“The only person who knows my story is me,” said Vess-Ovsiannikov, who is now a computer science major at Boston University. “If someone made a compilation of those videos, I would feel very violated because I’m the only person who can explain why I did certain things in certain contexts. In Pamela Anderson’s case, that content is being compiled illegally, and I cannot even imagine how she felt being in that situation.”

Vess-Ovsiannikov appeared in commercials for Capital One and TMobile, did student work and even auditioned for Broadway as a child. She can recall having discussions with her parents about safety and exploitation early in life. 

“I think I definitely have some insider information when it comes to how stories and people can be manipulated to keep your viewership going,” Vess-Ovsiannikov said. “When it comes to documentaries and shows, I’ve worked with some people who seem passionate about being truthful and sending a message to people, but there are some people that if something looks cooler to them, they’d rather go with that than state facts.”

The sometimes conflicting relationship between reality and entertainment can be challenging to navigate for creators and harder to distinguish for audience members, leading to both confusion about the truth and ill consequences for the subject when the line is not clear. TV series as well as documentaries are not the exception for this misunderstanding.

“Pam & Tommy” is one of many shows that are based on the idea of a subject or person. The series changed timelines and formulated scenes that can’t be verified completely without video recording or first-hand accounts by the main subjects, who were not involved with the production. 

In one emotional scene, the couple mourns a miscarriage during the sex tape scandal, leading to Anderson destroying a paparazzo’s car. In reality, the miscarriage occurred months before the sex tape’s release, and Anderson did not destroy a paparazzo’s car. The scene was likely created to show the fevered animosity between the couple and paparazzi, leading to higher-drama content.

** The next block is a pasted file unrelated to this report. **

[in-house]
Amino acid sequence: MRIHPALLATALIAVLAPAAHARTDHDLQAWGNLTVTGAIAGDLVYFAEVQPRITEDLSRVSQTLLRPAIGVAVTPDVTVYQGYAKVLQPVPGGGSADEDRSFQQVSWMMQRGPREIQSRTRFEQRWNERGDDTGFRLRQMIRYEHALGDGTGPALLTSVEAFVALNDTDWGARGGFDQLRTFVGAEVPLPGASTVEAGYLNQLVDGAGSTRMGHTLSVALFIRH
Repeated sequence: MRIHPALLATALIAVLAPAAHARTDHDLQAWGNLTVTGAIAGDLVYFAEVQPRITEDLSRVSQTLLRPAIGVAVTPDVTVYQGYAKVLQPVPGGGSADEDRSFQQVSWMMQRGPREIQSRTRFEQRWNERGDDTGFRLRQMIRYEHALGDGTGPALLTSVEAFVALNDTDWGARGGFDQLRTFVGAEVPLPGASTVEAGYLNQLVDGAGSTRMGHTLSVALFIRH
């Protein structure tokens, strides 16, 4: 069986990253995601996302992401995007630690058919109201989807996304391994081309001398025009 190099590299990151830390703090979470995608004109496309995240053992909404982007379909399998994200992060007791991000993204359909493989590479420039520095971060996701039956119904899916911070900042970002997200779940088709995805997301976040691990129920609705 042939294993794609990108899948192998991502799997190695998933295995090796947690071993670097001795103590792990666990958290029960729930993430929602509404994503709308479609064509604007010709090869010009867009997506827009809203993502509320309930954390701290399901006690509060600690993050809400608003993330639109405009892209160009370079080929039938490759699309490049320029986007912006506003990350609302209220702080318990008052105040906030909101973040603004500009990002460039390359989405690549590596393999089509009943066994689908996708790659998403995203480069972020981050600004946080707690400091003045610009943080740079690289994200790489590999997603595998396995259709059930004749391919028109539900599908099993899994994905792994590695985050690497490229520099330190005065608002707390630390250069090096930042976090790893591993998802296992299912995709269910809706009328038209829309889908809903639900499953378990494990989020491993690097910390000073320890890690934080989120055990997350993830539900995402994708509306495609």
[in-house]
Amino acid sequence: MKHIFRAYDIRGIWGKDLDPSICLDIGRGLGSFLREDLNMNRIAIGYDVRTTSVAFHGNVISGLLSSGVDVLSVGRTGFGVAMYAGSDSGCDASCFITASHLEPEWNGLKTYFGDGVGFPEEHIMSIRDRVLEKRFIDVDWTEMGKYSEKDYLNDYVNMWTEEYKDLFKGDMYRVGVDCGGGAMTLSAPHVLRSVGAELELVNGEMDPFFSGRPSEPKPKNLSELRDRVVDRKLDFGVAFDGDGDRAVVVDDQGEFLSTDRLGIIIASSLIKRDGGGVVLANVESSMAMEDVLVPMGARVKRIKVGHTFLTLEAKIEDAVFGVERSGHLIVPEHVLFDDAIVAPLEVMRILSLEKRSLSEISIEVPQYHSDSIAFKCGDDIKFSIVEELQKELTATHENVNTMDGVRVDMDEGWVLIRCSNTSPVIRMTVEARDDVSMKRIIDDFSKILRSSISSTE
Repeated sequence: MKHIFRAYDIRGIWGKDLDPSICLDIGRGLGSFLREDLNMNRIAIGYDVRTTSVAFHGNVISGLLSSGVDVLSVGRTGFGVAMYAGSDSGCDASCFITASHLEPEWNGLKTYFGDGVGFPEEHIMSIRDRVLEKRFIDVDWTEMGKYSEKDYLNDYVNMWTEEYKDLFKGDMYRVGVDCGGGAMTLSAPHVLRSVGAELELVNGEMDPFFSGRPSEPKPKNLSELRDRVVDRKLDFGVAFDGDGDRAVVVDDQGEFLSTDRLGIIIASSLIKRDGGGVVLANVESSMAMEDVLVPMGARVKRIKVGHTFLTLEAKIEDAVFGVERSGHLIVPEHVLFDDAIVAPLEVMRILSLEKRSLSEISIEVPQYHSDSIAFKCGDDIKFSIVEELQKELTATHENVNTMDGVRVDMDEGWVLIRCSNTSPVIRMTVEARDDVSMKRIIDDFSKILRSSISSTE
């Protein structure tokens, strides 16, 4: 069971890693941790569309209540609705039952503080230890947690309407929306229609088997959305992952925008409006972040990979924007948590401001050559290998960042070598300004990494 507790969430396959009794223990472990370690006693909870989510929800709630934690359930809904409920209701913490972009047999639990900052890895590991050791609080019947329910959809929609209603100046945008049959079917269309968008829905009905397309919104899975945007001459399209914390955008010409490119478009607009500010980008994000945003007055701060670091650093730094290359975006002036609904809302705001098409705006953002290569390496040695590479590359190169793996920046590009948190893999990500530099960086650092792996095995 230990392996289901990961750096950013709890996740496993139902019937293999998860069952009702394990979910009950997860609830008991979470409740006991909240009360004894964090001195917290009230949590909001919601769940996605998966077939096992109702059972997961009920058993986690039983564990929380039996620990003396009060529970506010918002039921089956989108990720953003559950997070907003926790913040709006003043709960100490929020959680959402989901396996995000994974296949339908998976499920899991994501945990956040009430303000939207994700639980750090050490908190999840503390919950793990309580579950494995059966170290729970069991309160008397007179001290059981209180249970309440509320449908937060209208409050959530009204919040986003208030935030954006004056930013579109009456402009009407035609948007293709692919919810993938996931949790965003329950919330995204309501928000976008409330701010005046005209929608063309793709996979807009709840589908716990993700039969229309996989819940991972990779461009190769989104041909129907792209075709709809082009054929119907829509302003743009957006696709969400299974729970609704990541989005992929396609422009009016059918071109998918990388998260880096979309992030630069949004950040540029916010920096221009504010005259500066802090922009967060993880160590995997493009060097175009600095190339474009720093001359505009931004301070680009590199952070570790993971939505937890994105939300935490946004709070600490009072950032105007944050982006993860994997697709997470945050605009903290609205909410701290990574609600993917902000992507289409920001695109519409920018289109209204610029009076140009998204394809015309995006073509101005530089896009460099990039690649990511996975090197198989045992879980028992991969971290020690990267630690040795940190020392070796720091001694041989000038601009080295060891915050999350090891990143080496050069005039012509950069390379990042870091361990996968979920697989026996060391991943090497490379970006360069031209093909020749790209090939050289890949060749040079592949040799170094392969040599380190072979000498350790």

“Fiction is part of everything,” Poister said. “Even the most sincere documentaries are the product of a person’s editing: choosing what to shoot, how to piece it together, what to believe in, what to take out.”

Historical fact can take part in both fiction and documentary film processes, but a documentary filmmaker generally forms an agreement with the audience to portray history –– events that are able to be fact checked with other sources –– as faithfully as possible while understanding that accuracy may be influenced by their choices, Poister said.

Anderson’s documentary may be a new example for future documentaries and films to acknowledge this singular perspective and bias for any medium, as even Anderson voiced her concerns on camera about influencing the narrative when the director asked her to read parts of her diaries. 

“I don’t know if I want to go there and read them,” Anderson said in one of her present-day discussions throughout the documentary. “It might give you more access if you have somebody else read them because I might say, ‘no, I don’t want to read this or that.’ So, you have my permission.”